“The consciousness of humans differs from that of the animals in two main ways, knowing fire and knowing death.”
With Friendly Fire, A. B. Yehoshua, one of Israel’s most honored contemporary novelists, creates a magnificent novel filled with real, flawed characters who come alive from the first page. The alternating narratives of Daniela Ya’ari, who is visiting her brother-in-law in Tanzania, and her husband Amotz Ya’ari, who remains behind in Tel Aviv, reveal their relationships to each other, their family, their culture, and ultimately their country. Daniela has been protected by Ya’ari (as he is usually identified) for her entire marriage, but she has traveled to Tanzania alone this time. Her older sister Shuli died two years before, while Shuli and her husband Yirmiyahu (Jeremiah) were living in Tanzania, and Daniela, who has never really grieved, wants to come to terms with her death.
Yirmi has suffered a double loss. He has lost not only Shuli but also their son Eyal, a soldier who was killed in the West Bank by “friendly fire.” Yirmiyahu refuses to return to Israel, wanting a rest from “the whole messy stew, Jewish and Israeli…a time out from my people, Jews in general and Israelis in particular.” Working on a remote anthropological dig, he feels most at home with the African researchers.
Daniela’s husband Ya’ari, who runs a Tel Aviv engineering company, needs to be in control, and his inability to control the vagaries of nature (and other people) frustrates him. In an unforgettably described passage at the outset of the novel, Ya’ari has been summoned to correct the unbearable moaning noises which emanate from an elevator whenever the wind blows, an engineering problem that Yehoshua actually manages to make exciting. Ya’ari is also facing family issues involving his elderly father, his son Moran (who has repeatedly refused his call to army reserve duty), Moran’s gorgeous but irresponsible wife, and their two unruly children.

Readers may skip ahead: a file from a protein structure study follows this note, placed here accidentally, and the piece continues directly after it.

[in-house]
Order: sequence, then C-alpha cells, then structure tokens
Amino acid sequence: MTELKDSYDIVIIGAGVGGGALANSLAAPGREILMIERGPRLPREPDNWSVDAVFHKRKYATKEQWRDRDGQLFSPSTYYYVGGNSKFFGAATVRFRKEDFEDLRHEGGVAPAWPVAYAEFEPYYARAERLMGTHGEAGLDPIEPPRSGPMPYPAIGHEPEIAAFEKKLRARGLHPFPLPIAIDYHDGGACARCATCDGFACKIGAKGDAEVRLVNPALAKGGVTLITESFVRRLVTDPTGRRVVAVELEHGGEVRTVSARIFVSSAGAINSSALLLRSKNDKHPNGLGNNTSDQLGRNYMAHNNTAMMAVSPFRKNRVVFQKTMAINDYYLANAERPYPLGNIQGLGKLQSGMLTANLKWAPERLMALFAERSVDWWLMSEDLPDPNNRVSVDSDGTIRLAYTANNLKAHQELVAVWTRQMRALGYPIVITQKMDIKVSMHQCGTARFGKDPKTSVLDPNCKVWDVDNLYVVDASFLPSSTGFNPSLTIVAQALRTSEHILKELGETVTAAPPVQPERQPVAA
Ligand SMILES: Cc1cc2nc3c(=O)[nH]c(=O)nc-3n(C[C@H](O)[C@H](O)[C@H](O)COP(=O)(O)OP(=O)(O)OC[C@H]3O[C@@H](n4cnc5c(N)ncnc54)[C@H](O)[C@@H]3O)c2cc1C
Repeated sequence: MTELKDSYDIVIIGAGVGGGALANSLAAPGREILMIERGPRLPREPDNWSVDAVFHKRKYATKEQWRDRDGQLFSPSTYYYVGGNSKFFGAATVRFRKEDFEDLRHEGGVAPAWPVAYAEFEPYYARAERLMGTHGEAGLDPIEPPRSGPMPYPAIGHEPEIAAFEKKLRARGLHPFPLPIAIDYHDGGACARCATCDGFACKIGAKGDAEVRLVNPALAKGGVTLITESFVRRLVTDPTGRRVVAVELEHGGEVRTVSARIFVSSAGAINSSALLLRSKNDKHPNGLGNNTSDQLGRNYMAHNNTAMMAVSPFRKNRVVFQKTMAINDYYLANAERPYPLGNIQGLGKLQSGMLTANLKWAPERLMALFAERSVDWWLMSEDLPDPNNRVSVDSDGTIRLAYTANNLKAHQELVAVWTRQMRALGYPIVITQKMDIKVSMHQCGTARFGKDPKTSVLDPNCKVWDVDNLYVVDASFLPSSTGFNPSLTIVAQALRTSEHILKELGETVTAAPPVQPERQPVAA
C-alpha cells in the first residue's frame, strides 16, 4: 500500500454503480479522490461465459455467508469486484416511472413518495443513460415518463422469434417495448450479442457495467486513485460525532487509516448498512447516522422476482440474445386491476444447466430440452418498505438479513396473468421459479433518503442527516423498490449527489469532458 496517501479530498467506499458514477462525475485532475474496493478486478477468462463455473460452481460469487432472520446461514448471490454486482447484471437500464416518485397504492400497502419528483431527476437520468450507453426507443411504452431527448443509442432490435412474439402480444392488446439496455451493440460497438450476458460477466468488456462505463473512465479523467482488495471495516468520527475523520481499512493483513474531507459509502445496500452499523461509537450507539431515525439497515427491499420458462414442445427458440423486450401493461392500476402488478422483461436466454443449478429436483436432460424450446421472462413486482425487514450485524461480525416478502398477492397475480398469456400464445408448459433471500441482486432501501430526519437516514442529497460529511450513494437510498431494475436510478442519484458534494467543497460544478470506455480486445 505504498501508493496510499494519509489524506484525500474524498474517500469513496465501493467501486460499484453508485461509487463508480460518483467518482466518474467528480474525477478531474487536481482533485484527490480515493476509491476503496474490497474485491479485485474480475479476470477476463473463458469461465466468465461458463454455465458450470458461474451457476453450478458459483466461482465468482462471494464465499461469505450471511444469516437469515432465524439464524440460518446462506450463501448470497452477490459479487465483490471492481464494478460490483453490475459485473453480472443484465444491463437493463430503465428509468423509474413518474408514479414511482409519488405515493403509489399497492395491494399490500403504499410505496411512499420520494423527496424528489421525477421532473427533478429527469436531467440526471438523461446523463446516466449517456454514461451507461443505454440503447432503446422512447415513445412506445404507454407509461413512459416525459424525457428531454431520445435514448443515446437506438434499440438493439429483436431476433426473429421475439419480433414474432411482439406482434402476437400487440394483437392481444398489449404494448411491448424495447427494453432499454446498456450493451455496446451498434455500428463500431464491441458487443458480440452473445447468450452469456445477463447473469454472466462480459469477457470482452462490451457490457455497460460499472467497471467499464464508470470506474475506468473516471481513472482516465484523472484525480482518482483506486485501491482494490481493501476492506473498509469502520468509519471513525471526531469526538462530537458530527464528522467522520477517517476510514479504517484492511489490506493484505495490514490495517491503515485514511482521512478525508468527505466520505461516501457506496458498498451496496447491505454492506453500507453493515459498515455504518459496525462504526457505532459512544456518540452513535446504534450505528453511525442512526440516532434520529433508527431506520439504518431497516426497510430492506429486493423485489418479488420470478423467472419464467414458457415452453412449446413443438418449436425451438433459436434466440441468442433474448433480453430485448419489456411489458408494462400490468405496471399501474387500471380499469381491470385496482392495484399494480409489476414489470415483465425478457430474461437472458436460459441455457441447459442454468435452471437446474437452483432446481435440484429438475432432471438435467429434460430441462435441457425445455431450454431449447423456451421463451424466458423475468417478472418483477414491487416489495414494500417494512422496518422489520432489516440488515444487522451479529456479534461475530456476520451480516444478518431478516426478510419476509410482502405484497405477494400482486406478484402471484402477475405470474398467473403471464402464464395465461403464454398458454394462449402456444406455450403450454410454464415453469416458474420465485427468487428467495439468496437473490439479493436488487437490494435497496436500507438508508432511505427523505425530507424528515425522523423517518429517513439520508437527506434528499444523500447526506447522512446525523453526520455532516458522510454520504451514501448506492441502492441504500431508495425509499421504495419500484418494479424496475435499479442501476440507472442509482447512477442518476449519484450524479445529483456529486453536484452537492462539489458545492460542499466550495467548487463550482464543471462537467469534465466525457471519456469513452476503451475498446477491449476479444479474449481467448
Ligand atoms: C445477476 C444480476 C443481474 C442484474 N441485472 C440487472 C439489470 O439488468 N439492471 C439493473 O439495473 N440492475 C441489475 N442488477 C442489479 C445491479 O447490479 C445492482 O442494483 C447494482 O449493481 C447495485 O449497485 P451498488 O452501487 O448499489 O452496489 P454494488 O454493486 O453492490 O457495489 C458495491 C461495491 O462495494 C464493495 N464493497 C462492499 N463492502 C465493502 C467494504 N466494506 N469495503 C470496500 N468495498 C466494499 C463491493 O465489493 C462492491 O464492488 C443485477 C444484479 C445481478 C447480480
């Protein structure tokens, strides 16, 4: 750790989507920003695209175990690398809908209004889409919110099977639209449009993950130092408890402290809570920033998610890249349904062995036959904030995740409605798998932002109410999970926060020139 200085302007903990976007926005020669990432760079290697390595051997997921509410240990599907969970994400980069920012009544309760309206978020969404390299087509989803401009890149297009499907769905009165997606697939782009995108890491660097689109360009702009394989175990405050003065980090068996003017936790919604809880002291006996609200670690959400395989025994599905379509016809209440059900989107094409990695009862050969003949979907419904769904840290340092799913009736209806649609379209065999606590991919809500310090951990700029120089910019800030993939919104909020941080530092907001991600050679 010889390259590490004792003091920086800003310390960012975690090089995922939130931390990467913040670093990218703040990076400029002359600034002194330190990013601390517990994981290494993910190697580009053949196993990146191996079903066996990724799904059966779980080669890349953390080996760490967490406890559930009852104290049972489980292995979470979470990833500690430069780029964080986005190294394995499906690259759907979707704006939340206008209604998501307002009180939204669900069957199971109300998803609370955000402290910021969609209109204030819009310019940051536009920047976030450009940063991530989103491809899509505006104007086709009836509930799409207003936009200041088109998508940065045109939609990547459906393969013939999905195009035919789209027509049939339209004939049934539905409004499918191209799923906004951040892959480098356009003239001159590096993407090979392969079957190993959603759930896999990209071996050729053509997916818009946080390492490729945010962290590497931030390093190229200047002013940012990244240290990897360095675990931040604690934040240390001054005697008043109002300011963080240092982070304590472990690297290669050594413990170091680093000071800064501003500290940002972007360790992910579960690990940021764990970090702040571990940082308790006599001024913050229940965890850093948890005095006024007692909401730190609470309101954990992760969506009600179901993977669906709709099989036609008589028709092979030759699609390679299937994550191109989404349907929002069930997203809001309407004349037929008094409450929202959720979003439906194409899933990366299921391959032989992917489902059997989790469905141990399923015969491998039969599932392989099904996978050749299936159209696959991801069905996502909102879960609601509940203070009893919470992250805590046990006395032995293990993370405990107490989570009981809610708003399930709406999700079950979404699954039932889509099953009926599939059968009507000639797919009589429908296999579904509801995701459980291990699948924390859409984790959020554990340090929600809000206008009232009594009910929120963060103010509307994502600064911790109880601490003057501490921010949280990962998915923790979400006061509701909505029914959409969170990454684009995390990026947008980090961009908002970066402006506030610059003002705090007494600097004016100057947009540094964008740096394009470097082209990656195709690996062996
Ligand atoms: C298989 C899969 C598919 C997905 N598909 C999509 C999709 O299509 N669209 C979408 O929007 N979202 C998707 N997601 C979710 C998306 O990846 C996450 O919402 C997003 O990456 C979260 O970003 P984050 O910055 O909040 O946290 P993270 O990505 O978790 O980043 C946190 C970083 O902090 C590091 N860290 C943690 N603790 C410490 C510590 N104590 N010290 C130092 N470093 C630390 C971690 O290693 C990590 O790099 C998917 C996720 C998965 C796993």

The action, which takes place during one week, opens on the second day of Hanukkah, the eight-day “festival of lights,” with each chapter representing one of the eight candles. Though Ya’ari and Daniela observe the holidays, Yirmiyahu, in Tanzania, prefers the “friendly [camp]fires” of the dig in Africa to the “friendly fires” of the Hanukkah candles. Ya’ari’s children are also less observant. The use of fire as a symbol sometimes combines with religious symbolism. Daniela discusses with Yirmi the Book of Jeremiah (Yirmiyahu), a prophet who predicted God’s judgment on Jerusalem. Yirmi read it, ironically, after Eyal’s death in Jerusalem by “friendly fire,” and when he then read the Song of Songs, a book about the fires of love, the contrast overwhelmed him, and he gave up organized religion forever for the animism of Africa.
Friendly Fire goes beyond Israeli and Jewish issues to touch on universal issues affecting all of humanity. Intensely realized, thoughtful, and stunning in its unique imagery and symbolism, this unusual novel deals with seemingly everyday issues, offering new insights into the human condition–life, love, and death–while fire serves throughout as a universal symbol of man’s humanity and his evolutionary differences from the rest of the animal world. Readers familiar with Judaism and Israeli history may appreciate some aspects of this book more than other readers, as may those who practice a strong religious faith, but Yehoshua is so skillful at developing rounded characters that most readers, regardless of background, will find them memorable, if not touching, as they deal with their everyday lives.
The author’s photo appears on http://www.sixthandi.org
Two volunteers work on an archaeological dig in Tanzania: http://www.msnbc.msn.com (Photo credited to Earthwatch)